#13#10Error: PL/SQL: Statement ignored
Line: 262
#13#10Error: PLS-00201: identifier 'CTX_DDL.SET_ATTRIBUTE' must be declared
Line: 265
#13#10Error: PL/SQL: Statement ignored
Line: 265
#13#10Error: PLS-00201: identifier 'CTX_DDL.CREATE_PREFERENCE' must be declared
Line: 280
#13#10Error: PL/SQL: Statement ignored
Line: 280
#13#10Error: PLS-00201: identifier 'CTX_DOC.FILTER' must be declared
Line: 292
#13#10Error: PL/SQL: Statement ignored
Line: 292
#13#10Error: PLS-00201: identifier 'CTX_DOC.FILTER' must be declared
Line: 312
#13#10Error: PL/SQL: Statement ignored
Line: 312

It happens bassically because APEX schema has not been granted with execute privileges for CTX_DDL and CTX_DOC. The note below it’s exactly about it:
The WWV_FLOW_HELP PACKAGE Status is Invalid After Installing Oracle Text (Doc ID 1335521.1)

The solution is simple:

mydb> grant execute on ctx_ddl to APEX_030200;
Grant succeeded.
mydb> grant execute on ctx_doc to APEX_030200;
Grant succeeded.
mydb> alter package APEX_030200.WWV_FLOW_HELP compile;
Package altered.
mydb> alter package APEX_030200.WWV_FLOW_HELP compile body;
Package body altered.

Have a nice day!
Matheus.

Decrypting WebLogic Datasource Password

Hi Guys,

Today I bring you a script that I use to decrypt datasource passwords and also the password of AdminServer, which is very useful on a daily basis.

The script uses the encrypted password that is found within the datasource configuration files ($DOMAIN_HOME/config/jdbc/*.xml).
To decrypt the AdminServer password is used the encrypted password contained within the boot.properties ($DOMAIN_HOME/servers/AdminServer/security).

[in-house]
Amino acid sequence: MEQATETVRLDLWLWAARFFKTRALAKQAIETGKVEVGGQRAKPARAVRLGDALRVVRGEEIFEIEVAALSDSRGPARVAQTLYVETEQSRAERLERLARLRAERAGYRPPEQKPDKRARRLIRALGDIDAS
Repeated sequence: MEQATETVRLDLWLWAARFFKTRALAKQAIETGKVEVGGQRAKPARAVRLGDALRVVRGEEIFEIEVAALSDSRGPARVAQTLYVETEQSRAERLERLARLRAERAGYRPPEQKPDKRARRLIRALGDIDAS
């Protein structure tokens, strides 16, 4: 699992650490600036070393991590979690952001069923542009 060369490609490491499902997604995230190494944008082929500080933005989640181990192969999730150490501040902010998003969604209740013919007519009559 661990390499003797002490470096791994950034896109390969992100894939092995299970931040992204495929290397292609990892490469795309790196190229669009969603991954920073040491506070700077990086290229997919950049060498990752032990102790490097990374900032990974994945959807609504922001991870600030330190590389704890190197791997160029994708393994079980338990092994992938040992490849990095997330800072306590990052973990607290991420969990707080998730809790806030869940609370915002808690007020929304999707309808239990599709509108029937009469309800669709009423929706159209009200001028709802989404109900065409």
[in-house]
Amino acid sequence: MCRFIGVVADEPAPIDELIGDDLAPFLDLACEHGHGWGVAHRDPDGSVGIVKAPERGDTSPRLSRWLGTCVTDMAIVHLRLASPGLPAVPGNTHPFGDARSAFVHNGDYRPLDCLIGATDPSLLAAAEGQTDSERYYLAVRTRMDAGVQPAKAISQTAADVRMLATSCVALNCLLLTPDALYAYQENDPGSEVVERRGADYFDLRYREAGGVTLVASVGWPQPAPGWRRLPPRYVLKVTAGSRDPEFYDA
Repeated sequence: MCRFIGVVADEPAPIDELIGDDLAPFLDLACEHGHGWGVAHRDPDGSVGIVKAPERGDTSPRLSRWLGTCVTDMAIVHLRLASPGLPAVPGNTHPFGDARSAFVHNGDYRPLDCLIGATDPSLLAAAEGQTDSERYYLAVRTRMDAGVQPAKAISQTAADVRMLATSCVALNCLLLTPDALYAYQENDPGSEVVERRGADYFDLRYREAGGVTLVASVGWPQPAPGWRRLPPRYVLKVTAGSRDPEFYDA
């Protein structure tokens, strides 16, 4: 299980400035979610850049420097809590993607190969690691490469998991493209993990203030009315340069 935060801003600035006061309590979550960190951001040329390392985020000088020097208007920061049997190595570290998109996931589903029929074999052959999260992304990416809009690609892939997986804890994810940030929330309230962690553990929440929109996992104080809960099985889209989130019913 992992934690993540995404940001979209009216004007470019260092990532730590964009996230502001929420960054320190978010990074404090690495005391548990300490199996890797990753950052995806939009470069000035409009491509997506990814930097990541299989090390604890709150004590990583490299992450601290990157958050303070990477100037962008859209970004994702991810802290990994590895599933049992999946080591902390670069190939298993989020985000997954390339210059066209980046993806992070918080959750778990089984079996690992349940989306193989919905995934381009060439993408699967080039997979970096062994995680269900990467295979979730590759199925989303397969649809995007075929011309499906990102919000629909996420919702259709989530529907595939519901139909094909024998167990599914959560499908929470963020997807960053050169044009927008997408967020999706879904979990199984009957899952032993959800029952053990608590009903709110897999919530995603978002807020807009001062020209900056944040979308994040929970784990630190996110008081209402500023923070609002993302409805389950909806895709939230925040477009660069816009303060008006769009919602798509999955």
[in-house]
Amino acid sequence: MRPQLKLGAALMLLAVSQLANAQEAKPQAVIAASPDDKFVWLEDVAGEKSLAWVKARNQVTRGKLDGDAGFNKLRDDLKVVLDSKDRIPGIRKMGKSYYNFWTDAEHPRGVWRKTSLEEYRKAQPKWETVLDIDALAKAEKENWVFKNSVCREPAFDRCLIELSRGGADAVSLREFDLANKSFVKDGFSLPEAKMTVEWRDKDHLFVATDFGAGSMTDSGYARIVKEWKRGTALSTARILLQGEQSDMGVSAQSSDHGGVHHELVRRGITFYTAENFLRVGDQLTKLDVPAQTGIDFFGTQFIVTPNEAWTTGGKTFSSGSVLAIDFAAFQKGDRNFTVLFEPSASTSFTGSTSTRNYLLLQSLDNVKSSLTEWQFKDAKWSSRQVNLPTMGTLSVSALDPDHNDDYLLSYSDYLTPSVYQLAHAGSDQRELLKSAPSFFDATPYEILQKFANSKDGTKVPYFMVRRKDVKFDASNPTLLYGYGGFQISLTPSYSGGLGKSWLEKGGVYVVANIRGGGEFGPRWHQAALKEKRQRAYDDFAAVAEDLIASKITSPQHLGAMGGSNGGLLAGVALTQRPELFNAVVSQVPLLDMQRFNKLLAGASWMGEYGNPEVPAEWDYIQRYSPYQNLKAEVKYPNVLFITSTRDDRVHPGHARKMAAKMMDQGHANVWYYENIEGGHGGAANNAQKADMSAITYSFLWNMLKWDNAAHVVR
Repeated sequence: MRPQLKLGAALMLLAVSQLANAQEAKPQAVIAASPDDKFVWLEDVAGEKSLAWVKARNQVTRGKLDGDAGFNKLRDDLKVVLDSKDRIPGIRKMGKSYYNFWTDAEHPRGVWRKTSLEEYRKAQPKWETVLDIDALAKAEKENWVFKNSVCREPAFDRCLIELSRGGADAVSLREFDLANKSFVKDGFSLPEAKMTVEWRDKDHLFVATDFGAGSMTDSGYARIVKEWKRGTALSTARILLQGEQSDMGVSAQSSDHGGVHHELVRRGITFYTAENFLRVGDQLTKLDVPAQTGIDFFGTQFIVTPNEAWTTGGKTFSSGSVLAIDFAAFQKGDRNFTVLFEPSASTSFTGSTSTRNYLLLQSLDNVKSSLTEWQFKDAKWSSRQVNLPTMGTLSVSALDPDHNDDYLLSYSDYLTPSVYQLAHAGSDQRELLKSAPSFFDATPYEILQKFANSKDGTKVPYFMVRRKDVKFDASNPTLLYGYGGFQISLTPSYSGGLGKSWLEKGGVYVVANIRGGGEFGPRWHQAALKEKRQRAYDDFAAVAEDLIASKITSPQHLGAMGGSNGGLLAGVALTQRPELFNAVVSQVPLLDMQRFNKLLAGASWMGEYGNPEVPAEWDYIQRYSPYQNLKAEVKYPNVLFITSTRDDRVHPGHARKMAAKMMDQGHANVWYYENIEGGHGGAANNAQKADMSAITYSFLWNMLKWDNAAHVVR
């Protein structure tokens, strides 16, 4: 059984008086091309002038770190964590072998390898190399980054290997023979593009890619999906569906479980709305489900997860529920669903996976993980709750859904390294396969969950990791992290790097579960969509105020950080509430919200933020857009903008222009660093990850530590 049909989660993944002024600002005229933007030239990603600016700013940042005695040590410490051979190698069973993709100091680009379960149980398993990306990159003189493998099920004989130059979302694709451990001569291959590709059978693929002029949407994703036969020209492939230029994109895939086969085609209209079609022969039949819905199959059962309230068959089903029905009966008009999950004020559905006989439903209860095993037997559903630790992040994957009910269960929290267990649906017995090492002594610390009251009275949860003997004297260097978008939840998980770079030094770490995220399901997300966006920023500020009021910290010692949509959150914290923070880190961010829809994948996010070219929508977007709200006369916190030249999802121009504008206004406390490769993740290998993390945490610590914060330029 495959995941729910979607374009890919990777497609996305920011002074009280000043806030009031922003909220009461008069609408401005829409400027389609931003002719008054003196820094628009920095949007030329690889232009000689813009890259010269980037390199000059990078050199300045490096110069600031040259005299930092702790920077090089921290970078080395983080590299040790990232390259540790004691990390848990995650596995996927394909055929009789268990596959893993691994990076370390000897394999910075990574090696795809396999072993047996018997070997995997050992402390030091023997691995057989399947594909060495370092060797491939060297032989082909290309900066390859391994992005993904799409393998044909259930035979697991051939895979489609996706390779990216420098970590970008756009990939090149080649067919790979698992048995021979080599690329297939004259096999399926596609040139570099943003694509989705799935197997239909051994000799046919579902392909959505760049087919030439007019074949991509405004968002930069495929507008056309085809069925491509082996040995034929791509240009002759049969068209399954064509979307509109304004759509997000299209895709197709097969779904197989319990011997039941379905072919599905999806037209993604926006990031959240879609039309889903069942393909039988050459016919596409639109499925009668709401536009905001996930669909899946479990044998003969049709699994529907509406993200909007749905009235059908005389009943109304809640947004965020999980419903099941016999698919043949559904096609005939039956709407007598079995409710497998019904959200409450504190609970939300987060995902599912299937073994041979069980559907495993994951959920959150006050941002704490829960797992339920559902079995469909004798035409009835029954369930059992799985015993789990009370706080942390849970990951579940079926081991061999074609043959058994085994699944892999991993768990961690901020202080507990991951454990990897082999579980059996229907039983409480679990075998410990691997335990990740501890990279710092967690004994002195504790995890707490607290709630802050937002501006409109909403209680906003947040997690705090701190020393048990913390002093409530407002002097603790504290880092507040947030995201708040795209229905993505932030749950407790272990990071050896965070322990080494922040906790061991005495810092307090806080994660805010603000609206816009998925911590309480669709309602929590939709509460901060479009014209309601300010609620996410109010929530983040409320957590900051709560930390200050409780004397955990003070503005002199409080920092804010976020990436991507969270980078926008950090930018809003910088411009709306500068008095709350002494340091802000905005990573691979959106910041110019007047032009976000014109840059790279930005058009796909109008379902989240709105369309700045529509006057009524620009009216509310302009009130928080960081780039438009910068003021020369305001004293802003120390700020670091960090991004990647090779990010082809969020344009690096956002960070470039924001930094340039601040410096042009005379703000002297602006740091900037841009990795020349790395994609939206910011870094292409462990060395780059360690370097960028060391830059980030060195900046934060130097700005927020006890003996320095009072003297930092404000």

Below the script (decryptPassword.py):

#=======================================================================================
# This Script decrypt WebLogic passwords
#
# Usage:
# wlst decryptPassword.py
#
#
#=======================================================================================
import os
import weblogic.security.internal.SerializedSystemIni
import weblogic.security.internal.encryption.ClearOrEncryptedService

def decrypt(domainHomeName, encryptedPwd):
domainHomeAbsolutePath = os.path.abspath(domainHomeName)
encryptionService = weblogic.security.internal.SerializedSystemIni.getEncryptionService(domainHomeAbsolutePath)
ces = weblogic.security.internal.encryption.ClearOrEncryptedService(encryptionService)
clear = ces.decrypt(encryptedPwd)
print "RESULT:" + clear

try:
if len(sys.argv) == 3:
decrypt(sys.argv[1], sys.argv[2])
else:
print "INVALID ARGUMENTS"
print " Usage: java weblogic.WLST decryptPassword.py "
print " Example:"
print " java weblogic.WLST decryptPassword.py D:/Oracle/Middleware/user_projects/domains/base_domain {AES}819R5h3JUS9fAcPmF58p9Wb3swTJxFl0t8NInD/ykkE="
except:
print "Unexpected error: ", sys.exc_info()[0]
dumpStack()
raise

Syntax using: java weblogic.WLST decryptPassword.py $DOMAIN_HOME encrypted_password

Download script here.

For example:
[oracle@app1osbgrepora1l scripts]$ source /oracle/domains/osb_domain/bin/setDomainEnv.sh
[oracle@app1osbgrepora1l osb_domain]$ java weblogic.WLST decryptPassword.py /oracle/domains/osb_domain/ {AES}WdbfYhD1EbVXmIe62hLftef4WtNPvyRDGc1/lsyQ014=
Initializing WebLogic Scripting Tool (WLST) …
Welcome to WebLogic Server Administration Scripting Shell
Type help() for help on available commands
RESULT:OSBPASS123

That’s all for today
Jackson.

Flashback – Part 2 (Flashback Query)

Hey team,

This is the second part of our Flashback Tutorial and today we’re gonna talk about FLASHBACK QUERY. Please check here for the first post about Flashback Drop.

Let’s go:

FLASHBACK QUERY

In the last Flashback post, we learnt about restoring tables that were dropped from the database with the RecycleBin facility. But if you think about it, it’s way more likely that a table suffer an undesirable change, than actually be dropped. Example, when you UPDATE a table with values that are not correct, or delete values (and commit, of course), and so on, wouldn’t it be great if we could come back in the past and see how it was before the change? Thanks to the almighty Oracle Database we can! We can use the Flashback Query to see how a table was at a specific time in the past. And the best part of it, is if you are the owner of your table, you can do it yourself, no need to bother the DBA with that (definetely the best part), and you can correct your own mistakes. Also, please keep in mind that for FLASHBACK QUERY to work, we need to have our undo properly configured. To illustrate that, let’s see an example: